Journalistic integrity

I was disappointed with Mike Needham’s article in last week’s Record, “Students cautious on war with Iraq.” In particular, I was disappointed with the following passage:

“‘We call on the people of the United States to resist policies increasingly at odds with the principles for which the United States stands, and which pose grave dangers to both the United States and to much of the rest of the world,’ the statement reads. ‘[W]e are calling on all Americans to more actively resist a war which a majority of Americans question.’

“According to the Post/ABC poll, two-thirds of Americans support the United States taking military action against Iraq to force Saddam from power.”

Regardless of one’s personal stance on this issue, the statistical evidence is ambiguous, and there are polls, such as those conducted by the New York Times, which support the statement written by Professor Ed Epping. Exactly what the opinion of the American people is on this particular issue is not something I wish to discuss here. What upsets me is that Needham abused his position as author of the article to present one-sided evidence in such a manner that failed to present the complexities of the issue at hand in order to further his own viewpoint. If the author of the article wished to address the legitimacy of the petition’s claim, he should have presented numbers from multiple sources rather than arbitrarily choosing a poll that supports his own beliefs. If it was Needham’s wish to argue for his own viewpoint, he should have done so in an editorial or opinions piece, not in a news article. Such behavior shows a lack of journalistic integrity and a manipulation of Needham’s power as Editor-in-Chief. I would have expected better from the official newspaper of this institution.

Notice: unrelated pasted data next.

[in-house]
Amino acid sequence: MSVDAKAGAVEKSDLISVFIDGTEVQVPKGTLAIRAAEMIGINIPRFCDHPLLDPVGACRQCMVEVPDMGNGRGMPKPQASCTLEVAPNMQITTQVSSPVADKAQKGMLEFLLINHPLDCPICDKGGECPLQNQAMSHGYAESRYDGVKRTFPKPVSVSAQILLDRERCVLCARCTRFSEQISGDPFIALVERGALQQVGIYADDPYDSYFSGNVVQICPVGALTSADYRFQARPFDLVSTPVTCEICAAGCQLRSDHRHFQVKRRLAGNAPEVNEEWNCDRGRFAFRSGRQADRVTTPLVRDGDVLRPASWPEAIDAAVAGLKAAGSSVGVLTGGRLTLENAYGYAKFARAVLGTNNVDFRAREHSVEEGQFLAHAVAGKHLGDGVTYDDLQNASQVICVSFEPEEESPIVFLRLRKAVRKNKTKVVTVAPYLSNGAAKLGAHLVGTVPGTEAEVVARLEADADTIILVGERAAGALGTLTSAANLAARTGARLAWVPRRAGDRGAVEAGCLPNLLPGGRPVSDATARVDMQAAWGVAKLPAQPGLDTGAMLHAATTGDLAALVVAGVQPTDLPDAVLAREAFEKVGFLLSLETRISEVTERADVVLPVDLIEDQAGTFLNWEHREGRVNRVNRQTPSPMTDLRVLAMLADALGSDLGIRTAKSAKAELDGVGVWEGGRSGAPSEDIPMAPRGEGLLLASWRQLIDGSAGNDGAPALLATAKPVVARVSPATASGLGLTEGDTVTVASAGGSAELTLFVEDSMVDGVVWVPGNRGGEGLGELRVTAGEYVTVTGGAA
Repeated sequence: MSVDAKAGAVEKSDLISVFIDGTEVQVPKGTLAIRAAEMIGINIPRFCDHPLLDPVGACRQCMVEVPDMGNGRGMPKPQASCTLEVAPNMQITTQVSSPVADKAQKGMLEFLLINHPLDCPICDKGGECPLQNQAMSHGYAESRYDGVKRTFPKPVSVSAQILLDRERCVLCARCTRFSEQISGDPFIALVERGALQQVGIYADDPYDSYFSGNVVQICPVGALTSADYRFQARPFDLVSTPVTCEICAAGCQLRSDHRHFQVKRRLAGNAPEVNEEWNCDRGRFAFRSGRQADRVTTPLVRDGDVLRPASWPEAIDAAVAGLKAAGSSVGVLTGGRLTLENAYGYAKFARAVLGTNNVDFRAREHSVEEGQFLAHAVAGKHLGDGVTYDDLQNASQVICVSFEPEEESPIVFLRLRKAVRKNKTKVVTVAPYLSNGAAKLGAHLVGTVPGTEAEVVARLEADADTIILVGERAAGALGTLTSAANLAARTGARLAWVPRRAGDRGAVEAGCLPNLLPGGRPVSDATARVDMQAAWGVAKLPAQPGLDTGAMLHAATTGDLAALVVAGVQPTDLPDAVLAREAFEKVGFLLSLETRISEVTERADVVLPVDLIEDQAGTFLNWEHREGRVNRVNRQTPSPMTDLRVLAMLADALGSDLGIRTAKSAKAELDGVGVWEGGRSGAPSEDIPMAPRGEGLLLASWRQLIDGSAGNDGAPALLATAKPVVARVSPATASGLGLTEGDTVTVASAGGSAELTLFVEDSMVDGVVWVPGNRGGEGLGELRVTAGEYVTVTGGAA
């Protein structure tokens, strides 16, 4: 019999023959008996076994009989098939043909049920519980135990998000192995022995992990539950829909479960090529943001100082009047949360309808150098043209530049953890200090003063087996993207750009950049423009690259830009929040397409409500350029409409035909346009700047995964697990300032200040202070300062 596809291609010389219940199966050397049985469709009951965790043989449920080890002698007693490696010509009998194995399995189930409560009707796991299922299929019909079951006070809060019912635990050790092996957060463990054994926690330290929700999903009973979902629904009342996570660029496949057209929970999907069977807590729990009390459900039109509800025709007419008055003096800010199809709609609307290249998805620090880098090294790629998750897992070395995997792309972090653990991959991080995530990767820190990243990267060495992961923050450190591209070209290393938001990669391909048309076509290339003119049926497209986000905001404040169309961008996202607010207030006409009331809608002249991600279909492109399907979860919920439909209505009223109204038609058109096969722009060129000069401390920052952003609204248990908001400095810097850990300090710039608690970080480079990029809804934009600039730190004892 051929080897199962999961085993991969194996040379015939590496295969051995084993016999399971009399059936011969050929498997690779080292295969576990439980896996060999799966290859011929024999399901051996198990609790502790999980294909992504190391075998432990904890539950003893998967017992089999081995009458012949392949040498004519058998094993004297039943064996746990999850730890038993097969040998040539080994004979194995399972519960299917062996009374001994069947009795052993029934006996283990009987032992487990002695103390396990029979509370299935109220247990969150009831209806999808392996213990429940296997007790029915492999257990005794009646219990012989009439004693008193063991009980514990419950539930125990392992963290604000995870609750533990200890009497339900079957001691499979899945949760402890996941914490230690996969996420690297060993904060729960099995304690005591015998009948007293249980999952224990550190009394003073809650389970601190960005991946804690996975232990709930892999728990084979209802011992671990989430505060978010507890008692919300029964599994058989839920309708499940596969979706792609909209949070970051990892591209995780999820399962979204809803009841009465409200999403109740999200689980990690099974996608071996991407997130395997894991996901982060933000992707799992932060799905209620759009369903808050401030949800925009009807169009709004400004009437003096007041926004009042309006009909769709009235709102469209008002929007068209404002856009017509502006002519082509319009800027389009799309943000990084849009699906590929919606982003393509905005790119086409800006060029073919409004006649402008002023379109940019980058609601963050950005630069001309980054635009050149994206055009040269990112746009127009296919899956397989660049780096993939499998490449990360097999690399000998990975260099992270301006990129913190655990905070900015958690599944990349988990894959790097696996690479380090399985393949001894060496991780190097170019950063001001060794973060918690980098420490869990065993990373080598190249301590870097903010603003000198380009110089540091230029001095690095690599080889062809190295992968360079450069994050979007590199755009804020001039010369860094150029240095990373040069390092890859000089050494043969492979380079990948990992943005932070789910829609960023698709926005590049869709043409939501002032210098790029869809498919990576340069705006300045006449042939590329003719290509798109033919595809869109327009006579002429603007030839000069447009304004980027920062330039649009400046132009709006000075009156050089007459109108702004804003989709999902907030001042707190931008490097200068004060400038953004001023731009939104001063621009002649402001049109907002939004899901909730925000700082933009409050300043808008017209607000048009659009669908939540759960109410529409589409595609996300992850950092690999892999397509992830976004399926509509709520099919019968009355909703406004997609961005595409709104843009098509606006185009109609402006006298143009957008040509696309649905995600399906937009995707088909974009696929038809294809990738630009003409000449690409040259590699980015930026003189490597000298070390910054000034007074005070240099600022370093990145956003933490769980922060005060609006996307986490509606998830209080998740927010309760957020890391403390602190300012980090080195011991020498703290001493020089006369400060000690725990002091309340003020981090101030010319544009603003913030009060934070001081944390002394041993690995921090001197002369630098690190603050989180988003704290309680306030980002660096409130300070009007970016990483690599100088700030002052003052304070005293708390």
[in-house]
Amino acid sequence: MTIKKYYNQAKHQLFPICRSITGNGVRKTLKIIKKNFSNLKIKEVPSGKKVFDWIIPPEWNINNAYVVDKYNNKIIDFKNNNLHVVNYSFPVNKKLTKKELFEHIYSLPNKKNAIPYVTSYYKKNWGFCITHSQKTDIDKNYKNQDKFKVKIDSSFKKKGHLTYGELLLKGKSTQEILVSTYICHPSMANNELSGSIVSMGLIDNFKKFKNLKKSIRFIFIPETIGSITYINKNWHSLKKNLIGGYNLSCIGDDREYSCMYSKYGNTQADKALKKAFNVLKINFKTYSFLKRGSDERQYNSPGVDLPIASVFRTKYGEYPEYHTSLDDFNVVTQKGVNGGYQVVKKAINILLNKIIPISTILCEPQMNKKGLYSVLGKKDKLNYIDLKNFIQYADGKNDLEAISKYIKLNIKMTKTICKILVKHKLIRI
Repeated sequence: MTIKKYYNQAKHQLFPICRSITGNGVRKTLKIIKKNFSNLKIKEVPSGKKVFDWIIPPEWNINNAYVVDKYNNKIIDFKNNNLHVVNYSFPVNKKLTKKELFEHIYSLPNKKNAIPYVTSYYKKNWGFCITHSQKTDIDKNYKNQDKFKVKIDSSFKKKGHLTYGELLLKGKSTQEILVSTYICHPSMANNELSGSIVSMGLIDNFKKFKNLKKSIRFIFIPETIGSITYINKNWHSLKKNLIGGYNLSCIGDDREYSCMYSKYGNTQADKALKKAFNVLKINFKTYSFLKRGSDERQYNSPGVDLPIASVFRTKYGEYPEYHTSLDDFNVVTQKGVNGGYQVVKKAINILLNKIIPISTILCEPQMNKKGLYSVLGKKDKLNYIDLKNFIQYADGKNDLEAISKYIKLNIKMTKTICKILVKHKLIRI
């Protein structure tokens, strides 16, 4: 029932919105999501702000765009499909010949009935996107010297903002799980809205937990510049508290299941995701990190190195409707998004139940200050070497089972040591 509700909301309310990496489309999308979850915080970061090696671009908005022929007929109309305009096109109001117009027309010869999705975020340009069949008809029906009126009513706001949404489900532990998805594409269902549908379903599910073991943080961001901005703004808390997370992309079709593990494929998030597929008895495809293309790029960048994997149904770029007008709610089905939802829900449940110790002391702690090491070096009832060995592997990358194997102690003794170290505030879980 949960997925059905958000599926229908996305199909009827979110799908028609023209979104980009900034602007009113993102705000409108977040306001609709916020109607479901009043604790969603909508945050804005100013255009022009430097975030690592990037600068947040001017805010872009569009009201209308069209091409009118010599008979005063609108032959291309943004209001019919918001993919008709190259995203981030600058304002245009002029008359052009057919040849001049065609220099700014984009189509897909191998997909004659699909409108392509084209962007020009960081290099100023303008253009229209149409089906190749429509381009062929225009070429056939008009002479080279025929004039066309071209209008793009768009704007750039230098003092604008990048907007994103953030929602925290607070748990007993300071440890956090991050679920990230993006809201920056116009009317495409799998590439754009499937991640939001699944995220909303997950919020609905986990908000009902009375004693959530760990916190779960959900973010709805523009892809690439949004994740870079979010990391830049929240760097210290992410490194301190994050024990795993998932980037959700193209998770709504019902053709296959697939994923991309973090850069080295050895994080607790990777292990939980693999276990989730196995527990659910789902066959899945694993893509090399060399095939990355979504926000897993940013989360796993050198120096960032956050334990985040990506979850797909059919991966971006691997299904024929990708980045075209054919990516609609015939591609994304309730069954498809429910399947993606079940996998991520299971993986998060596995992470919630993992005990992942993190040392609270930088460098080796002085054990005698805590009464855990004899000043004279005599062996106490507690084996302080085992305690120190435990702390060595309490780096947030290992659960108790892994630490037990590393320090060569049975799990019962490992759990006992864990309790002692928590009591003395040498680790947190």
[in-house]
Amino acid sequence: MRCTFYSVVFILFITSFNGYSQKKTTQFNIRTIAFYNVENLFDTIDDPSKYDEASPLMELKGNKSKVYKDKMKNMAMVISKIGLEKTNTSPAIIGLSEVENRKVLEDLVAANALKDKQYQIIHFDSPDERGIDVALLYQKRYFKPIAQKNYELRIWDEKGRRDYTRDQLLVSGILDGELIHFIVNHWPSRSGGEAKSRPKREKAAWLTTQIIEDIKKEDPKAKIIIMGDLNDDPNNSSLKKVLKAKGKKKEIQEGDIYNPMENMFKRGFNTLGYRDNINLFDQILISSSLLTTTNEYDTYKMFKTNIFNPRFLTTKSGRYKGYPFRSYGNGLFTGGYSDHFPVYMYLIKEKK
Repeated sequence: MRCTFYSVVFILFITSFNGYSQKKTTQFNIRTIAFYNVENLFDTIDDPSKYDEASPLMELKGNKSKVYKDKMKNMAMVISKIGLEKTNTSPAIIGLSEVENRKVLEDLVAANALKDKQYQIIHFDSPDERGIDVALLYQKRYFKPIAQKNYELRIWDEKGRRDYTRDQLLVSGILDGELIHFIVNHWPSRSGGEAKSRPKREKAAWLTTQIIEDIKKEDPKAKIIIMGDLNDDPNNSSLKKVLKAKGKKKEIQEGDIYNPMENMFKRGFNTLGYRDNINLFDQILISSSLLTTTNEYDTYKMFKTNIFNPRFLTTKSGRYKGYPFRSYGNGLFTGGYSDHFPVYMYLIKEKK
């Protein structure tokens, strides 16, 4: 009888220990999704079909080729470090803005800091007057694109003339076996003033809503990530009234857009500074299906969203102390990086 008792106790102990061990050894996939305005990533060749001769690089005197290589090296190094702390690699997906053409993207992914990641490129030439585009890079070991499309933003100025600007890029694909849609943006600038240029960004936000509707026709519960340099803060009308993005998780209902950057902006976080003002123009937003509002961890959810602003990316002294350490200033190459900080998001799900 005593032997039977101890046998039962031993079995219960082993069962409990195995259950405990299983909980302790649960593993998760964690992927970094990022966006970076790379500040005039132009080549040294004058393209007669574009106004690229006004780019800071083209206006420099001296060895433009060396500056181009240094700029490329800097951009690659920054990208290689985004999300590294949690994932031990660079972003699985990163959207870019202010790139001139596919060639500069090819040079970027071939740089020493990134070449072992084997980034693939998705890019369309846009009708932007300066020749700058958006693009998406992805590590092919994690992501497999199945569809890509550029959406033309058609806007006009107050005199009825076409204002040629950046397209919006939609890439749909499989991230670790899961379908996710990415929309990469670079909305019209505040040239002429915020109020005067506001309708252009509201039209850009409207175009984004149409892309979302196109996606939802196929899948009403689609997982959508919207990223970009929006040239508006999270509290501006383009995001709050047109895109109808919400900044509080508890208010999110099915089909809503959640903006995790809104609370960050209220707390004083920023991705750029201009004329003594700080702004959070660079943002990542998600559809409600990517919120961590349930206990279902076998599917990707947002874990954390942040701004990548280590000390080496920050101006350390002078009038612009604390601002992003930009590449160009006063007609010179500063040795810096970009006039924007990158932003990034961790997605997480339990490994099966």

Kathleen Gibbons ’03

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